Technology and the farm

For the modern global family farm, agricultural technology can play an important role. Technology is being developed to allow sustainable farming to increase productivity without denigrating the environment. Indeed, one of the goals of new agricultural technology is feeding a global community without destroying the environment. Drought- and disease-resistant crops are being developed so that food itself can feed a hungry world. Agricultural-based fuels may ultimately replace fossil fuel, and timber may be harvested to ensure a replenishing inventory of mature trees in a forest.

It’s important for a family farm to utilize the technology not only to ensure sustainability and productivity, but also to ensure the farm itself can be a good long-term investment. Investing in the development of that technology, which can be implemented globally, can expand the family’s sense of place into a world community both geographically and historically. Consider how a family-owned company like Cargill can establish a family in the global -community.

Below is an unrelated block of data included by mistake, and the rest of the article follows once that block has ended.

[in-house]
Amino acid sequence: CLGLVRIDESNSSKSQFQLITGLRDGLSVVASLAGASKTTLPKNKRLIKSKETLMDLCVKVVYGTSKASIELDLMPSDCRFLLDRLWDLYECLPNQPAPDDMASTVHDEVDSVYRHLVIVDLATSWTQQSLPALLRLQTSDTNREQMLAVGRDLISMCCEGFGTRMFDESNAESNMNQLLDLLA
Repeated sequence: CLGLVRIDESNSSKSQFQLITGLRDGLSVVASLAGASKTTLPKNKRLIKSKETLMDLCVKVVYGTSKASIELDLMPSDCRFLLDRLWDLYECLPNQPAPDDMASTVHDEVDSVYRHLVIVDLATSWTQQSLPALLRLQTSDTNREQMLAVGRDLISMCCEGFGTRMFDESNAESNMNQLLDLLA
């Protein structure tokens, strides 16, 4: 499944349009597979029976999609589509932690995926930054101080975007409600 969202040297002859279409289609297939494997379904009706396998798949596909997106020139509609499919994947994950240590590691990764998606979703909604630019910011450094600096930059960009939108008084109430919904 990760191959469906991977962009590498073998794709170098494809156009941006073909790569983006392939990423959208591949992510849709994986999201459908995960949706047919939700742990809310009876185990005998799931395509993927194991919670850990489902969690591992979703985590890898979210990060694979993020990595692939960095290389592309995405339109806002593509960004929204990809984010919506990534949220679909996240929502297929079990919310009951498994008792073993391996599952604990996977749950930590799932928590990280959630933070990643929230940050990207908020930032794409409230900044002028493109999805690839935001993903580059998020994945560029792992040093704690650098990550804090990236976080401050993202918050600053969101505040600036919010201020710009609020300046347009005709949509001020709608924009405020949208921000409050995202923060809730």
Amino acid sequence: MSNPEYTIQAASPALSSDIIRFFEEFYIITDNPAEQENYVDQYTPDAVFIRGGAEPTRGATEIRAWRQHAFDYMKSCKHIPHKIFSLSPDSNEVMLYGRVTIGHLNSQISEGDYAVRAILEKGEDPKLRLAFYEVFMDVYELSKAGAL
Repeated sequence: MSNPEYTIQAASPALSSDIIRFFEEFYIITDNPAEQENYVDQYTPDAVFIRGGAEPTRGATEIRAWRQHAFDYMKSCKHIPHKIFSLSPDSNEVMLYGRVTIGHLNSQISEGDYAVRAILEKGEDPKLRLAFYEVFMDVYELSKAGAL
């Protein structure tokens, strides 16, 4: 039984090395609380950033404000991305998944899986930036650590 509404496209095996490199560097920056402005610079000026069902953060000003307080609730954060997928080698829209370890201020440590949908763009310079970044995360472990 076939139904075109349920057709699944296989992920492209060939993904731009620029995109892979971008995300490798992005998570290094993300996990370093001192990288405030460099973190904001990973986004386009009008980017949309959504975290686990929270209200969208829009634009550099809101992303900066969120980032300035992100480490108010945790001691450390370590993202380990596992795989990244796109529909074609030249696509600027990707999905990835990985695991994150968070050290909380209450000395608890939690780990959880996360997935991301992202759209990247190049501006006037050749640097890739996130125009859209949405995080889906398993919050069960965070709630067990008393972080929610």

Developing good technology can feed the world. Investing in agricultural technology that promotes sustainable farming can help eliminate hunger and improve the planet. This type of “impact” investing allows the family to make a difference in the world. A family’s legacy can truly be improved by applying modern technology to the farm and by investing in ways that improve farms everywhere.

Given the turmoil in the world today, it is time to redefine the family farm for the modern global family. If it is to be a physical place, it must be a model farm that operates with the latest available technology. If it is to be a vision, it must be as an investment in technology that helps feed the world and keep it clean. In fact, a wise family will realize that the farm is an opportunity to set the standard for sustainable and efficient farm management and encourage others to follow.

Charles Lowenhaupt is chairman and CEO of Lowenhaupt Global Advisors, a firm that helps families of substantial wealth build, preserve and control their assets (lowenhauptglobaladvisors.com). He is also managing member of Lowenhaupt Global Advisors’ affiliated firm, Lowenhaupt & Chasnoff LLC, established by Lowenhaupt’s grandfather in 1908.

 

 

 

 


 

 

 

 

Copyright 2013 by Family Business Magazine. This article may not be posted online or reproduced in any form, including photocopy, without permssion from the publisher. For reprint information, contact bwenger@familybusinessmagazine.com.

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January/February 2014